A book that preserves the youth of timeless wisdom: the chapter on spying makes it clear that probably very little has been invented since then.

A curious characteristic of this book is that it is one of the most read and least publicized, and often found on the night table of managers, politicians, entrepreneurs; however, I rarely come across people who recommended it as naturally as they would have done a good novel…

Better others don’t know?

Wish to maintain a supposed advantage in managing a business or simply relationships?

Perhaps both reasons!

Who can benefit from reading this book?

Just executives, politicians and entrepreneurs? Not at all!

Here is a set of people who can benefit greatly from Sun-Zu’s masterpiece:

  • first of all women, especially the ones who tend to reject confrontation as an inappropriate practice for them. By reading these pages, they will become aware that conflict situations can be managed with an approach that encourages the achievement of goals while preserving the integrity of resources and people;
  • people who manage roles that involve complex personal and functional interaction, and may be involved in change processes more than others;
  • in general, people that can benefit from the knowledge of conflict strategies, especially when dealing with people who use the same strategies daily.

In any case, this is a must-read book, one of the “timeless” ones.


Browsing in bookstores you’ll find many editions of this book; don’t buy just one, because the preface by Thomas Cleary (the editor and translator of this one) will guide you through the reading better ten others.




A classic collection of commentaries by eleven interpreters.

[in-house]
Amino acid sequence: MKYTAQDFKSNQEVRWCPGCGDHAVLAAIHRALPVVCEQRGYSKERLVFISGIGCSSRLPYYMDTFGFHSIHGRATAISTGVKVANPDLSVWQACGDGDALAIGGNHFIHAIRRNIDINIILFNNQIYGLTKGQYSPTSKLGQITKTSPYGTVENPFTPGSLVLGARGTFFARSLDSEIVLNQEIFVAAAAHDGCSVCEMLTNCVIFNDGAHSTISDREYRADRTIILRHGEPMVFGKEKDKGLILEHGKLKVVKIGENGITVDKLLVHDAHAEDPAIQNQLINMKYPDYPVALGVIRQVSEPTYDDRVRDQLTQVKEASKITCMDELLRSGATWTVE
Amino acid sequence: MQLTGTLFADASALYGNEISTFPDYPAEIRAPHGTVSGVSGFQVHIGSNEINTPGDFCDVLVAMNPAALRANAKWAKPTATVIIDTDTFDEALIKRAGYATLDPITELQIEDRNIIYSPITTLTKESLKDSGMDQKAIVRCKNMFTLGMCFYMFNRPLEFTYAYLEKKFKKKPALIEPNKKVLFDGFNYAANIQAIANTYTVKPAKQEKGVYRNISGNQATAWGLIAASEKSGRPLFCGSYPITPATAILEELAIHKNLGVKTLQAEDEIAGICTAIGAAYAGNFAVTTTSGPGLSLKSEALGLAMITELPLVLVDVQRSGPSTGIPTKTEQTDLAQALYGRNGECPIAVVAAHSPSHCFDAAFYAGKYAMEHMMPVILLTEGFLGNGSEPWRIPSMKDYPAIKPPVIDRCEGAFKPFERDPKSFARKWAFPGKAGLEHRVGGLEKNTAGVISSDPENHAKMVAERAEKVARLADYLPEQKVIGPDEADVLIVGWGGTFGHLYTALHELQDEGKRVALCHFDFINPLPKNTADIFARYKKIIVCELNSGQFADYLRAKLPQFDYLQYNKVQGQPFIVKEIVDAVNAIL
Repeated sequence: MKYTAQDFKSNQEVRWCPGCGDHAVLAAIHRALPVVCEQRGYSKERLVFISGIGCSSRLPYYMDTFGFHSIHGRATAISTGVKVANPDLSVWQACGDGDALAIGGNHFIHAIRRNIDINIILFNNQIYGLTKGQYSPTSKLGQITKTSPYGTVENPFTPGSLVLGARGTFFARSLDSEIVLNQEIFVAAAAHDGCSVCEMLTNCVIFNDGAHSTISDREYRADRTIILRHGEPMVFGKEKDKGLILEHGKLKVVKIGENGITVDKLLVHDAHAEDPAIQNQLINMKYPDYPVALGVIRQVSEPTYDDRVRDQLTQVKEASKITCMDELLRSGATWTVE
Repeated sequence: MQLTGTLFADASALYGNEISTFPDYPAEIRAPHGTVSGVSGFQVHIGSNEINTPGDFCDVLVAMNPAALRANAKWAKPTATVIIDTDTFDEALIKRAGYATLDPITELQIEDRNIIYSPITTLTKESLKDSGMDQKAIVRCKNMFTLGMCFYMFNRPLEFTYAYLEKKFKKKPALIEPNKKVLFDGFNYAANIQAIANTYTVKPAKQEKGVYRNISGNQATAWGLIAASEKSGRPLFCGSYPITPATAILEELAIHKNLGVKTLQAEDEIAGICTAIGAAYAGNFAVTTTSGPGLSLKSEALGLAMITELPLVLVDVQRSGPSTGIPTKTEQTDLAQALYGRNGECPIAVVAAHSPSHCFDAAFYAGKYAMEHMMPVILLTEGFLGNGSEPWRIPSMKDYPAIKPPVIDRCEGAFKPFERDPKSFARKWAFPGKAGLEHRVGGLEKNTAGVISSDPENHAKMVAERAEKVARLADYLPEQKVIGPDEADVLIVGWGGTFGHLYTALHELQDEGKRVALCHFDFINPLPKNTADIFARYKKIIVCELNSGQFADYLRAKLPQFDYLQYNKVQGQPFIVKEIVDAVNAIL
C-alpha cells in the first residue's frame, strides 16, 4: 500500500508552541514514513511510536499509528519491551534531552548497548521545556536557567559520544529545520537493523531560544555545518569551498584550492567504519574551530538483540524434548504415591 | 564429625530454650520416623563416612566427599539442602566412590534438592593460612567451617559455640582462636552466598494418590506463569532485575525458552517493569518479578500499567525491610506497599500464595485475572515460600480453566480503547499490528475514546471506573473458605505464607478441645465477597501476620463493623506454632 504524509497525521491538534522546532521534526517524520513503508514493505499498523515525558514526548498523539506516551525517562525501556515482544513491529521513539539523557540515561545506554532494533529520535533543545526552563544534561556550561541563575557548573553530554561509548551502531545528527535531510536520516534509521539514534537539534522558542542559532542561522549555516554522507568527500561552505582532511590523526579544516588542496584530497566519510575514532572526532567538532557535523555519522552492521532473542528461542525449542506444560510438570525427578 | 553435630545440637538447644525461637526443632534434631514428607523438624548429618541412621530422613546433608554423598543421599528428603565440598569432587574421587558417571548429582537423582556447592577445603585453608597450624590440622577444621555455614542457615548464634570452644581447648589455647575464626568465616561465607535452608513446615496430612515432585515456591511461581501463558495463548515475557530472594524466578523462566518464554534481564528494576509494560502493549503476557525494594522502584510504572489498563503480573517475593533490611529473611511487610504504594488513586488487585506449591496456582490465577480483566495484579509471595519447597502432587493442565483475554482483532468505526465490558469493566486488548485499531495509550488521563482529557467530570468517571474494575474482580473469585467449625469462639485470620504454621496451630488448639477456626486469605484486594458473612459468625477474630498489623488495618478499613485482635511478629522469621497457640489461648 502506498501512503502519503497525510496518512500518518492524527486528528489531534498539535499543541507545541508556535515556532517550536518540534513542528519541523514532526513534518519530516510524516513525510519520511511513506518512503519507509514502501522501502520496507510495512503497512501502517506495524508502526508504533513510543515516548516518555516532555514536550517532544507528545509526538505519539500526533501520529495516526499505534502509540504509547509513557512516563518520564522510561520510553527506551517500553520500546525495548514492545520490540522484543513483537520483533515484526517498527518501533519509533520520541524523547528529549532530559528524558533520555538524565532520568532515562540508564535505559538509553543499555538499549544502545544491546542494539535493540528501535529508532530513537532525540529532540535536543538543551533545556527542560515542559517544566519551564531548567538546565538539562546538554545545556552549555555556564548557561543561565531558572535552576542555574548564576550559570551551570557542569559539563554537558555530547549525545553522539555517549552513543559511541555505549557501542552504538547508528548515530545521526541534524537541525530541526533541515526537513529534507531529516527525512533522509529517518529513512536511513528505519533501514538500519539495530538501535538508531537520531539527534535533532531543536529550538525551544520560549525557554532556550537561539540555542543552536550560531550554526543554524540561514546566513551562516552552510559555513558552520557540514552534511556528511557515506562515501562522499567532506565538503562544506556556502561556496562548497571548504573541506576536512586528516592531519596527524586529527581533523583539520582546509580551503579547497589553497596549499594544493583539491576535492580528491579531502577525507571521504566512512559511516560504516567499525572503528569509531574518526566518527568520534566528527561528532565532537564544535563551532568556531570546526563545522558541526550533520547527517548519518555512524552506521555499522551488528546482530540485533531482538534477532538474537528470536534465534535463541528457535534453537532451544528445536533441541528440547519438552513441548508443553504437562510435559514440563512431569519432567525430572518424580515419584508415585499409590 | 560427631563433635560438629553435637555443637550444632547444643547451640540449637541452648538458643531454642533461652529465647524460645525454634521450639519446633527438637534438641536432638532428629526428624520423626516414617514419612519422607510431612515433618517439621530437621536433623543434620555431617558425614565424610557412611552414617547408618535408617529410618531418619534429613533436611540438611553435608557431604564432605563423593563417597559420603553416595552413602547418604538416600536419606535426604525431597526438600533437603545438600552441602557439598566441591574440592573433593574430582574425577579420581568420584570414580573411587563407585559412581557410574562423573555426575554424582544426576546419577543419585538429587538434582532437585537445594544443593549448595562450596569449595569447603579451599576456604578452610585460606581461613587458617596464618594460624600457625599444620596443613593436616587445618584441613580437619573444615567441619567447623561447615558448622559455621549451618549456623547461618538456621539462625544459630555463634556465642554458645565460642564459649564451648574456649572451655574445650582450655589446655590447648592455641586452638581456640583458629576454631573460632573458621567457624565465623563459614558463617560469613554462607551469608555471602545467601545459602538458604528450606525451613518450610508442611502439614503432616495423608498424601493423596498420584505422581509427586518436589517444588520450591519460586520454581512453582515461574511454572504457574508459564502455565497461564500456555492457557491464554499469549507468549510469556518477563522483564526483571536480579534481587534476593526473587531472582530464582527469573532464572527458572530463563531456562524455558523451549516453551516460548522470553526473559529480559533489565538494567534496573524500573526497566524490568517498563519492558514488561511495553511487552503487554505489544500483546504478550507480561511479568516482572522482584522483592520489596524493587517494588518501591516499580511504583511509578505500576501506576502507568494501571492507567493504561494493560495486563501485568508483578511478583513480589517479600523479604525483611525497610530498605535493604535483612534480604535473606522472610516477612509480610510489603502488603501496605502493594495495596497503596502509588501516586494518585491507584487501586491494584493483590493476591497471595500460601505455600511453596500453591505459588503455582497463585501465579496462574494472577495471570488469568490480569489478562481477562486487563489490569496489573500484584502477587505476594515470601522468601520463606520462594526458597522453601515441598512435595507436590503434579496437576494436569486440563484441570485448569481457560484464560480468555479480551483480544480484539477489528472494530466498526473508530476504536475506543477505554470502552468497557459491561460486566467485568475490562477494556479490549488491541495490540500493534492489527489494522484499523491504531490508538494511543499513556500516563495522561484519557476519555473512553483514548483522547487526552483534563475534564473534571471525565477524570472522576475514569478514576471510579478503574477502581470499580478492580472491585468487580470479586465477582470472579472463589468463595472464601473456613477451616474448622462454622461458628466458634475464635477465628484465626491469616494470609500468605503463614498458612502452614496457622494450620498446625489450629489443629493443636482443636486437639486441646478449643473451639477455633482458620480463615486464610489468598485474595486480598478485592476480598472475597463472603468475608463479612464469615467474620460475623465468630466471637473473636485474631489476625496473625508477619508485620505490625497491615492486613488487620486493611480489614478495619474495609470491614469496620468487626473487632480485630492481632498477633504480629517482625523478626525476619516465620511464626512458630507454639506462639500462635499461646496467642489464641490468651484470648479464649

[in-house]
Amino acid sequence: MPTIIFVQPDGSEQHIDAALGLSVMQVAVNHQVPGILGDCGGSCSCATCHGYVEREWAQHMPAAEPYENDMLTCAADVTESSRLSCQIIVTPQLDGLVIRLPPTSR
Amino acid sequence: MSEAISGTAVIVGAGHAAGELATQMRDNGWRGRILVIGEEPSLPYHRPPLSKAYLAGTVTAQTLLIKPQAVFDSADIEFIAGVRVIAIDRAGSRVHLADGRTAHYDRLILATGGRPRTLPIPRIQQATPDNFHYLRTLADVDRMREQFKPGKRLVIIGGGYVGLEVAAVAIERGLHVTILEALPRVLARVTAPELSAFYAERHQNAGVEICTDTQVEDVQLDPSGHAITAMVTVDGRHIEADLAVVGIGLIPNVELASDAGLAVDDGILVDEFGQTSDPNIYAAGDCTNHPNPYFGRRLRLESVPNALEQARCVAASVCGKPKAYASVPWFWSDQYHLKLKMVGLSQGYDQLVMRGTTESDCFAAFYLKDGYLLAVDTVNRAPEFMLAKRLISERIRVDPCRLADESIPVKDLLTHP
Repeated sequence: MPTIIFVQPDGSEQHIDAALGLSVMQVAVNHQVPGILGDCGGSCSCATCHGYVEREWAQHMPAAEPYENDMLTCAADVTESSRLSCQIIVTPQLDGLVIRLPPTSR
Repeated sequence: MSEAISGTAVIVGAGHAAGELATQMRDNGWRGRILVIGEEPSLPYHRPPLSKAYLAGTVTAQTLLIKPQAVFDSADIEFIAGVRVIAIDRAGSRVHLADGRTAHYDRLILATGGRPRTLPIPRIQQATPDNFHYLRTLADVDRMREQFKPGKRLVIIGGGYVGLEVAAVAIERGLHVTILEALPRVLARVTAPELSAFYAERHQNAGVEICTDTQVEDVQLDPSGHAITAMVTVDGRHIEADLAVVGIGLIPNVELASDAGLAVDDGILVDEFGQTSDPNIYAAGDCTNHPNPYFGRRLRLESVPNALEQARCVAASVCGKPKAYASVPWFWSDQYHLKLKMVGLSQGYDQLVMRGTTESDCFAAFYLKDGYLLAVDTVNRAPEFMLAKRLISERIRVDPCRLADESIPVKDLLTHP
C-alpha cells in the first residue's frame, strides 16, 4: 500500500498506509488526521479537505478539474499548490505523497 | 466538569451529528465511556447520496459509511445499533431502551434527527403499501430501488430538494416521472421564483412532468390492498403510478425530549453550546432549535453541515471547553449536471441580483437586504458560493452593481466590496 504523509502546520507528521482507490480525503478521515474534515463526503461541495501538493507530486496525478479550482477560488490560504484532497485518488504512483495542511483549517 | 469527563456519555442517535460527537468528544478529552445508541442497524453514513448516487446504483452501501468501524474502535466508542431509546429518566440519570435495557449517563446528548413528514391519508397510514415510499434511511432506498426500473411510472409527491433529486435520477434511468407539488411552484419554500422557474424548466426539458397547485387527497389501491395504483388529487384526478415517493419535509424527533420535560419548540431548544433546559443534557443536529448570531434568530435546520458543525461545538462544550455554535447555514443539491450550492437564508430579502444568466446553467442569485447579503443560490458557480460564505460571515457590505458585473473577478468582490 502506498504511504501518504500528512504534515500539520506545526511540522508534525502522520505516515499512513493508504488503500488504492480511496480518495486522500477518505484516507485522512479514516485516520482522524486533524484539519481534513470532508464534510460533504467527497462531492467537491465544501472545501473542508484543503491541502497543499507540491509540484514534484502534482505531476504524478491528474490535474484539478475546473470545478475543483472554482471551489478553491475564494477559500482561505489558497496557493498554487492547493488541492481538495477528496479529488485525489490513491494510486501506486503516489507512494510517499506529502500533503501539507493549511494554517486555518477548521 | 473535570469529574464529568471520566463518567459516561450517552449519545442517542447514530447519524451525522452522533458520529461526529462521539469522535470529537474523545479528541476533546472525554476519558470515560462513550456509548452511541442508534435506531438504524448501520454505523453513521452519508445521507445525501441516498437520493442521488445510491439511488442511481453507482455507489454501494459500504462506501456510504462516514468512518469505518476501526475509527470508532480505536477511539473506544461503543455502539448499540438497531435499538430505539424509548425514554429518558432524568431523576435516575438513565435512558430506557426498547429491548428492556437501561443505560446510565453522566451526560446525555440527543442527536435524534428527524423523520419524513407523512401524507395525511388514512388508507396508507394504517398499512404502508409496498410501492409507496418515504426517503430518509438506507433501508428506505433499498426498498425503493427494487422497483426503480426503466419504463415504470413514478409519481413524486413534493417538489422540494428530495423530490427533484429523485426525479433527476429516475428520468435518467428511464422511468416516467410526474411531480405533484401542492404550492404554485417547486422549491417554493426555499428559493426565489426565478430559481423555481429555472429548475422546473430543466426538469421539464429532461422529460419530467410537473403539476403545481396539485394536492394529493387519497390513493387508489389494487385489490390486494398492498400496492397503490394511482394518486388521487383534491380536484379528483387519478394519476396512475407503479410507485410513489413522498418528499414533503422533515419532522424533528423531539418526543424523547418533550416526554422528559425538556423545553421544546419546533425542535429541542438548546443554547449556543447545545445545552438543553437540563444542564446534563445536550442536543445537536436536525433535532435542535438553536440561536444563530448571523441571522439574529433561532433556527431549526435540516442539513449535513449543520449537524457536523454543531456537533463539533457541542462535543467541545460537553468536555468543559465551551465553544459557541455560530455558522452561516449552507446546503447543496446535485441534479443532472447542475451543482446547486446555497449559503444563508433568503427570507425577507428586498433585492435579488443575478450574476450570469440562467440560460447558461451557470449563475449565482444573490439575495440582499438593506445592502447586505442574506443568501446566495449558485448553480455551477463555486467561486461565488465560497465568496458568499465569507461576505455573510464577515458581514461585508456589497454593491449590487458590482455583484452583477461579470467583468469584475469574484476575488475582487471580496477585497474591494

• Translator’s Preface
  • Translator’s Introduction
  1. Strategic Assessments
  2. Doing Battle
  3. Planning a Siege
  4. Formation
  5. Force
  6. Emptiness and Fullness
  7. Armed Struggle
  8. Adaptations
  9. Manoeuvring Armies
  10. Terrain
  11. Nine Grounds
  12. Fire Attack
  13. On the Use of Spies


Essays by two prominent statesmen-generals of the Han dynasty, Zhuge Liang and Liu Ji. The book develops the strategies of Sun Tzu’s classic into a complete handbook of organization and leadership; it draws on episodes from Chinese history to show in practical terms the proper use of Sun Tzu’s principles.

  • Note on Pronunciation
  • Translator’s Introduction
  • The Art of War and the I Ching: Strategy and Change
  • Notes on Sources

Part One – The Way of the General: Essays on Leadership and Crisis Management

Part Two – Lessons of War: Studies in Strategy


Written by Sun Bin (descendant of Sun Tzu) more than one hundred years after Sun Tzu’s text. It is his classic of political and military strategy, faithful to the principles of The Art of War; it will be of great help because it concentrates on the practical application of Sun Tzu’s principles.

  • Introduction
  • Sun Bin’s Art of War
  • Leadership, Organization, and Strategy: How Sun Tzu and Sun Tzu II complement Each Other


Translator’s Introduction

  1. Strategic Measurements
  2. Combat
  3. Planning Attack
  4. Formations
  5. Disposition and Momentum
  6. Vulnerability and Substantiality
  7. Armed Struggle
  8. Adapting to All Changes
  9. Manoeuvring Forces
  10. The Lay of the Land
  11. Nine Grounds
  12. Fire Assault
  13. Employing Secret Agents